To be noted is that the picture encoding order and the picture transmission order do not necessarily match the picture display order. See FIG. 2. For I-P-B systems the input picture transmission order is different from the encoding order, and the input pictures must be temporarily stored until used for encoding. A buffer stores this input until it is used.

For purposes of illustration, a generalized flowchart of MPEG compliant encoding is shown in FIG. 1. In the flowchart, the images of the ith picture and the i+1th picture are processed to generate motion vectors. The motion vectors predict where a macroblock of pixels will be in a prior and/or subsequent picture. The use of the motion vectors is a key aspect of temporal compression in the MPEG standard. As shown in FIG. 1 the motion vectors, once generated, are used for the translation of the macroblocks of pixels, from the ith picture to the i+1th picture.

As shown in FIG. 1, in the encoding process, the images of the ith picture and the i+1th picture are processed in the encoder 11 to generate motion vectors which are the form in which, for example, the i+1th and subsequent pictures are encoded and transmitted. An input image 111 of a subsequent picture goes to the motion estimation unit 43 of the encoder. Motion vectors 113 are formed as the output of the motion estimation unit 43. These vectors are used by the motion compensation unit 41 to retrieve macroblock data from previous and/or future pictures, referred to as “reference” data, for output by this unit. One output of the motion compensation unit 41 is negatively summed with the output from the motion estimation unit 43 and goes to the input of the discrete cosine transformer 21. The output of the discrete cosine transformer 21 is quantized in a quantizer 23. The output of the quantizer 23 is split into two outputs, 121 and 131; one output 121 goes to a downstream element 25 for further compression and processing before transmission, such as to a run length encoder; the other output 131 goes through reconstruction of the encoded macroblock of pixels for storage in frame memory 42. In the encoder shown for purposes of illustration, this second output 131 goes through an inverse quantization 29 and an inverse discrete cosine transform 31 to return a lossy version of the difference macroblock. This data is summed with the output of the motion compensation unit 41 and returns a lossy version of the original picture to the frame memory 42.

As shown in FIG. 2, there are three types of pictures. There are “Intra pictures” or “I” pictures which are encoded and transmitted whole, and do not require motion vectors to be defined. These “I” pictures serve as a reference image for motion estimation. There are “Predicted pictures” or “P” pictures which are formed by motion vectors from a previous picture and can serve as a reference image for motion estimation for further pictures. Finally, there are “Bidirectional pictures” or “B” pictures which are formed using motion vectors from two other pictures, one past and one future, and can not serve as a reference image for motion estimation. Motion vectors are generated from “I” and “P” pictures, and are used to form “P” and “B” pictures.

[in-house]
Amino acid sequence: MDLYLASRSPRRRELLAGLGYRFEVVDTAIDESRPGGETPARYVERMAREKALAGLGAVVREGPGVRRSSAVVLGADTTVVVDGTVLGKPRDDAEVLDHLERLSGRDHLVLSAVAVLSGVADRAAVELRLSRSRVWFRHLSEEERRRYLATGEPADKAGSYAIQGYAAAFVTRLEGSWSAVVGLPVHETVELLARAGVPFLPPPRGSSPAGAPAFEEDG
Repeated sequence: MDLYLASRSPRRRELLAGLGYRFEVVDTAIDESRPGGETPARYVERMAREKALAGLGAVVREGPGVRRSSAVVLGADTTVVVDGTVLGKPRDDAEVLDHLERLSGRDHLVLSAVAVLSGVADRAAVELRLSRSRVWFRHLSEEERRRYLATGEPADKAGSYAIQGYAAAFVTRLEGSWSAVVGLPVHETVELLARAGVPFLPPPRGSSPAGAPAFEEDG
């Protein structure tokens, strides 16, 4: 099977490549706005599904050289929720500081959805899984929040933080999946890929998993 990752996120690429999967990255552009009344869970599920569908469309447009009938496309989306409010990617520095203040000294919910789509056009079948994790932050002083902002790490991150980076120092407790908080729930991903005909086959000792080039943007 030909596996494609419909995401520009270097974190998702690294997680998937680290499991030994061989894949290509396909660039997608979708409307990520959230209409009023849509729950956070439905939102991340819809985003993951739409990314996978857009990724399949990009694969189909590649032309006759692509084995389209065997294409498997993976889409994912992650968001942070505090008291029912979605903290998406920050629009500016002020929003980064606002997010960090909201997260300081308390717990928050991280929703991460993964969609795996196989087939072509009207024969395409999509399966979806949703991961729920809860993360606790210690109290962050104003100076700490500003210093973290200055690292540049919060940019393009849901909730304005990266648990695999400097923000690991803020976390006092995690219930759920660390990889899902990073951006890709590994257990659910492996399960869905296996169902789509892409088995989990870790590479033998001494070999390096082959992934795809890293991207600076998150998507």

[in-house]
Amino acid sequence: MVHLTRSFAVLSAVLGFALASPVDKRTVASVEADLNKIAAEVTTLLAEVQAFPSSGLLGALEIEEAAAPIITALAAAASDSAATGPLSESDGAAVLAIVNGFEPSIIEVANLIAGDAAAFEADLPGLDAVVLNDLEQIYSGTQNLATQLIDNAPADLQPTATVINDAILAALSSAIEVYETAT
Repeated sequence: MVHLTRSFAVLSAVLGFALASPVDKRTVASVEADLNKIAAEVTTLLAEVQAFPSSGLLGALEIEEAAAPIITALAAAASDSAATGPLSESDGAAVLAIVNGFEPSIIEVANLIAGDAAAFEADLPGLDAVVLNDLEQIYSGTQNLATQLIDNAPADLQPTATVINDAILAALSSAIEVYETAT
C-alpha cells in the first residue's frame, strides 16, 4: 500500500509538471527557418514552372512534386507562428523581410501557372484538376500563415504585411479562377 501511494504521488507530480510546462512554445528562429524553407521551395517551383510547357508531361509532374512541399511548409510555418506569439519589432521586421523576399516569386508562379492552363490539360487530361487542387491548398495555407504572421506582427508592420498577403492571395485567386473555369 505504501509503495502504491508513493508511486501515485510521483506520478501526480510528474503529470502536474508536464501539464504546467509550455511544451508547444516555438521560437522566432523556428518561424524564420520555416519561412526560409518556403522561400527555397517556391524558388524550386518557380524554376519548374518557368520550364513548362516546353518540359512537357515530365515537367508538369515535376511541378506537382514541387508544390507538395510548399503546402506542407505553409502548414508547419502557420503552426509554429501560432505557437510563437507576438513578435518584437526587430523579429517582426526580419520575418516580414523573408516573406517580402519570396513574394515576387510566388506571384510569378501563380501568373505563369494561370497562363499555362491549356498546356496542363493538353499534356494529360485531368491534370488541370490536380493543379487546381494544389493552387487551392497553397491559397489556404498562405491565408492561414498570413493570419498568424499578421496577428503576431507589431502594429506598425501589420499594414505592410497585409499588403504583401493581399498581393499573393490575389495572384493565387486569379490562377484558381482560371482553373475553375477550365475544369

One method by which motion estimation is carried out, shown in FIG. 3, is by a search from a macroblock 211 of an ith picture throughout a region of the next picture to find the best match macroblock 213. Translating the macroblocks in this way yields a pattern of macroblocks for the i+1th picture, as shown in FIG. 4. In this way the ith picture is changed a small amount, e.g., by motion vectors and difference data, to generate the i+1th picture. What is encoded are the motion vectors and difference data, and not the i+1th picture itself. Motion vectors translate position of an image from picture to picture, while difference data carries changes in chrominance, luminance, and saturation, that is, changes in shading and illumination.

Returning to FIG. 3, processing searches for a good match by starting from the same location in the ith picture as in the i+1th picture. A search window is created in the ith picture. We search for a best match within this search window. Once found, the best match motion vectors for the macroblock are coded. The coding of the best match macroblock includes a motion vector, that is, how many pixels in the y direction and how many pixels in the x direction is the best match displaced in the next picture. Also encoded is difference data, also referred to as the “prediction error”, which is the difference in chrominance and luminance between the current macroblock and the best match reference macroblock.

The operational functions of an MPEG-2 encoder are discussed in further detail in U.S. Pat. No. 6,118,823 by Carr et al., entitled “Control Scheme For Shared-Use Dual-Port Predicted Error Array,” which is hereby incorporated herein by reference in its entirety.